An influencer and nutritionist has been slammed for a simple act that most of us often do without thinking.
Ben Coomber, nutrition coach, speaker and podcast host from the UK, has shared footage showing him preparing a healthy breakfast for his young child, hoping to inspire others to do the same .
The video has garnered a lot of attention, being viewed over 10 million times alongside thousands of comments.
“A porridge recipe I’m making for my daughter,” Ben wrote in the post that accompanied the video.
“I’ve been giving her this since she was a year old and she loves it. Nutritious, good healthy fats, low in sugar and easy to change up the flavor using different fruits, nuts, seeds and natural flavors – the pea milk gives her also good protein, which many children’s breakfasts lack.
While most of her followers loved her recipe, some claimed there was a flaw.
In the video, he’s seen preparing the delicious breakfast, but it’s what happened just before he served it that raised some eyebrows – he microwaved it.
A cooking sin, some say.
One commenter wrote: “Good, but I have a question. I really don’t understand why you put it in the microwave? It takes all the nutritional value out of the food!”
To which Ben replied, “How does it all come out? If it’s true (which it isn’t given the research) why isn’t my child, and many others, suffering not severely malnourished and does he not suffer from such problems?”
Another raised the same point: “Nutritionist using a microwave. Poor child.”
A third said: “You mix ‘healthy ingredients’ and put it in the microwave…”
And there was more: “Good breakfast but then go ruin it by putting it in the microwave!”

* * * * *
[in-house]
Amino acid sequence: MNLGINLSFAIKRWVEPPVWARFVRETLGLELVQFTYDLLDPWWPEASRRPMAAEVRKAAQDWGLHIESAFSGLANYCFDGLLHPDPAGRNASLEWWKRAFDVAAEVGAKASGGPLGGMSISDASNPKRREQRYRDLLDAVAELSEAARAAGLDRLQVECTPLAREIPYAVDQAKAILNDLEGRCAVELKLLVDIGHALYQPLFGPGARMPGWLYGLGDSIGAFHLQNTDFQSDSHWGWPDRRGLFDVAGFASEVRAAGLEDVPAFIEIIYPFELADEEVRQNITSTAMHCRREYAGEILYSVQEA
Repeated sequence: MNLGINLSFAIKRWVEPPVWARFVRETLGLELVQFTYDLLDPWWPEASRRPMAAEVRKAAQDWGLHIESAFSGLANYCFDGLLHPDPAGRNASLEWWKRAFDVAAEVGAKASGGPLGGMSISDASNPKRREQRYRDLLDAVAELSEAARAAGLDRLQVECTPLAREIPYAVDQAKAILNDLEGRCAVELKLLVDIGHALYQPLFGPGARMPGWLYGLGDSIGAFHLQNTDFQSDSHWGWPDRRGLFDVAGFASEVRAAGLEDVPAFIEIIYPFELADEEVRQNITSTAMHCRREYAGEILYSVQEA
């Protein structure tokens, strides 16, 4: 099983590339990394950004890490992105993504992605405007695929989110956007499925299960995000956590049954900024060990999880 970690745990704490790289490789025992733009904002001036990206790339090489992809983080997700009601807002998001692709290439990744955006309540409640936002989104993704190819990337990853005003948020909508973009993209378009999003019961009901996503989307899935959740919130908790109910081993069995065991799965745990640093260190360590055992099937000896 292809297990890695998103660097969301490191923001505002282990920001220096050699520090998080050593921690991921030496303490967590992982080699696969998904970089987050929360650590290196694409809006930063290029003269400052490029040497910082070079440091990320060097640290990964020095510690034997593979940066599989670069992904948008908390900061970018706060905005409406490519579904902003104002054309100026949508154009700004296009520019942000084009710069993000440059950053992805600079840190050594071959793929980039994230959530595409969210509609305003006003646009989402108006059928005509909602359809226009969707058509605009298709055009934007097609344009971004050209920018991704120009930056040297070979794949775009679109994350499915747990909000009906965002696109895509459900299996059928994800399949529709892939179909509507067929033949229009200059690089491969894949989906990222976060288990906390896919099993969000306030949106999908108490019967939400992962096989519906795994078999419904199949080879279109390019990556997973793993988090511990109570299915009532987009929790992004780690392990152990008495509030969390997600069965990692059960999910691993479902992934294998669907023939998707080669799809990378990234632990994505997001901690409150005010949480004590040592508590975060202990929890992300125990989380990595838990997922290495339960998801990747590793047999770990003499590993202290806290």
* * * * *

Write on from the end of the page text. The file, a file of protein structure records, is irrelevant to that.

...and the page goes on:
When Ben asked the commenter why he spoiled it, she replied: “Microwave your food is very unhealthy, it totally kills all the goodness of the food.”
There were many more reviews, including: “Maybe the nutrients don’t radiate (sic), but yum, I’m giving my daughter the same.”
And: “A nutritionist who microwaves things. It’s a first.
“Poor kid” wrote another.
So, is it true, do microwaved foods destroy their nutrients?
It’s a myth, according to Anthony L. Komaroff, MD and editor of the Harvard Health Letter.
“Microwave cooking is actually one of the least likely forms of cooking to damage nutrients,” Dr. Lomaroff said.
“That’s because the longer the food cooks, the more nutrients tend to break down and microwave cooking takes less time.
“Thus, cooking a roast in the oven is more likely to cause nutrient loss than cooking the roast in the microwave. And boiling vegetables is more likely to starve them of nutrients than baking or microwaving them.
“That’s because some nutrients leak out of the food into the water. Thus, microwave cooking is not only fast, it is also sometimes nutritionally beneficial.
Meanwhile, the majority of reports find that food cooked in the microwave is “at least as nutritious as comparable food cooked by conventional methods”.